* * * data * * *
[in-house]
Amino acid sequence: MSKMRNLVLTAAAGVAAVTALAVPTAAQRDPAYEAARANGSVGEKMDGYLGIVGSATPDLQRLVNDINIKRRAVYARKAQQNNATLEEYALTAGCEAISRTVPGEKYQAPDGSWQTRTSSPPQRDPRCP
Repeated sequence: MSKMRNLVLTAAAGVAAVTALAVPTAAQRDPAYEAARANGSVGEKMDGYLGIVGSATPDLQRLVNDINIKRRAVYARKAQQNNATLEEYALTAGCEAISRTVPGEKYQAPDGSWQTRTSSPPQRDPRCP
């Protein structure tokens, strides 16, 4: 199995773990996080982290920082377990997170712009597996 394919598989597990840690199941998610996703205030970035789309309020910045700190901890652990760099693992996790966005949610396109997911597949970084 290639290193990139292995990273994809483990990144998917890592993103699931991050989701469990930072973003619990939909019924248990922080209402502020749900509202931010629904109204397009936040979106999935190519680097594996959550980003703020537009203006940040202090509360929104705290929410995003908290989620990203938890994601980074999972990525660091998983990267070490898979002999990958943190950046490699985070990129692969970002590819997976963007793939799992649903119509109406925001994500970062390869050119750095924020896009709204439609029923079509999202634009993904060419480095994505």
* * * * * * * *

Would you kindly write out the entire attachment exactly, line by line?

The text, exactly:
[in-house]
Amino acid sequence: MSKMRNLVLTAAAGVAAVTALAVPTAAQRDPAYEAARANGSVGEKMDGYLGIVGSATPDLQRLVNDINIKRRAVYARKAQQNNATLEEYALTAGCEAISRTVPGEKYQAPDGSWQTRTSSPPQRDPRCP
Repeated sequence: MSKMRNLVLTAAAGVAAVTALAVPTAAQRDPAYEAARANGSVGEKMDGYLGIVGSATPDLQRLVNDINIKRRAVYARKAQQNNATLEEYALTAGCEAISRTVPGEKYQAPDGSWQTRTSSPPQRDPRCP
């Protein structure tokens, strides 16, 4: 199995773990996080982290920082377990997170712009597996 394919598989597990840690199941998610996703205030970035789309309020910045700190901890652990760099693992996790966005949610396109997911597949970084 290639290193990139292995990273994809483990990144998917890592993103699931991050989701469990930072973003619990939909019924248990922080209402502020749900509202931010629904109204397009936040979106999935190519680097594996959550980003703020537009203006940040202090509360929104705290929410995003908290989620990203938890994601980074999972990525660091998983990267070490898979002999990958943190950046490699985070990129692969970002590819997976963007793939799992649903119509109406925001994500970062390869050119750095924020896009709204439609029923079509999202634009993904060419480095994505």